A brief annecdote on my attitude of a bad match up. You get ready to play a game. You pull out the models, place them on the table, ready to go. There’s a thrill of anticipation knowing that you’ll have a good game no matter the outcome.
Then, you glance over at your opponent’s side of the table. You eye his models and you make check marks on an imaginary list in your head. To your horror, you realize that mathematically, experientially, empirically, that on-paper, you’re about to encounter the bad match up.
Think Terminus versus Constance Blaize (Tier 4)….
You know that no matter how brilliant your strategy, how lucky your dice rolls, how epically-bad your opponent is, your army cannot in your wildest imagination beat your opponent’s. You might as well play the game with both hands tied behind your back.
But then (if you were me), you’d think to yourself: hmm…maybe, it’s possible.
Truly, you have no idea where that voice comes from, because it walks smack into the stonewall of reality. But, either stupidity or sheer need for adventure and excitement, you continue with the game without changing your army list. Obviously, you know that this-that-this-that will happen and you’ll have no control over the massive causalities your army will suffer.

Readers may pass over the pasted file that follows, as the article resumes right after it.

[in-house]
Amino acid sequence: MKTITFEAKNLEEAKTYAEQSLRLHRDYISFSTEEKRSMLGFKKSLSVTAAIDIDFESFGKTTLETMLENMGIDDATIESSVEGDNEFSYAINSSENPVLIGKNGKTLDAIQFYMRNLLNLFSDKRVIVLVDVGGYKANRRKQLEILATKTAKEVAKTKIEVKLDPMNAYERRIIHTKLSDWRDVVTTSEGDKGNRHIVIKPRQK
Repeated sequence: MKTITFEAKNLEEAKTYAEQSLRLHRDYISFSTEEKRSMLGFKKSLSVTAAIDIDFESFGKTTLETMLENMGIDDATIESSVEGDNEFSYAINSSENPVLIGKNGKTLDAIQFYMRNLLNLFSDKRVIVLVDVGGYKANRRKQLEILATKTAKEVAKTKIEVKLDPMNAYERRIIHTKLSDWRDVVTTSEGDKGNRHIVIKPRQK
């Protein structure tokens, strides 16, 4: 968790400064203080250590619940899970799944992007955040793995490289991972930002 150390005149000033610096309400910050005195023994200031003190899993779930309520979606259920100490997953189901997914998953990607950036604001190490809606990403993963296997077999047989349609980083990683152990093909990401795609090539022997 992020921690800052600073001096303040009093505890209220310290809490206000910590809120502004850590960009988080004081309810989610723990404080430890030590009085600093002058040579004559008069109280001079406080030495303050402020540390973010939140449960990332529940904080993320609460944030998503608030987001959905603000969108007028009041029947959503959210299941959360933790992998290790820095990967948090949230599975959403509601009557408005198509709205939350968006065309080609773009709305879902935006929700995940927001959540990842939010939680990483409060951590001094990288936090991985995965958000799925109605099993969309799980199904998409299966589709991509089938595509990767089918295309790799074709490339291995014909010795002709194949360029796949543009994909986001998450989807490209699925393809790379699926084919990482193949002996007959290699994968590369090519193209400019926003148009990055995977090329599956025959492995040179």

Yet, you play on.
By turn 2, your opponent tries his best to hide the brilliant glow on his face. It’s the blush of victory soon-at-hand. It’s maddening. This isn’t a game. This is just a huge piling stack of poo. It stinks. Doesn’t he realize that you’re in a bad match-up?
Yet, you play anyway. For another 20 minutes, you endure. You persevere.
Then, that magical incandescent lightbulb appears above your head. Ding! There’s an opening. How it appeared, you don’t know. Did Moses actually know how the Red Sea parted? No. But, on your tabletop, there was a parting of models, nonetheless: a pathway appears before you through a valley of wreck markers.
You’re walking on clouds! Yes, clouds. This is the crest of the rolling coaster, and you’re about to go weeeee!
It’s your turn. You measure your warcaster’s control area. You can make it. No free strikes and beeline to the enemy ‘caster. You activate full of focus with a quick glance at our opponent. The glow is gone.
In melee, you have four swings to make victory in the bad match-up.
Miss, miss, no damage, oh-crap last roll.
What?! Nothing?! After all that, you fail to even paper-cut the enemy? How is that fair? That’s not normal. Come on, the models parted for you! Your opponent promptly dispatches your caster. You lose.
“Good game,” your opponent says.
Seriously? you think.
But with your final declaration, you say: “I want a re-match….same lists.”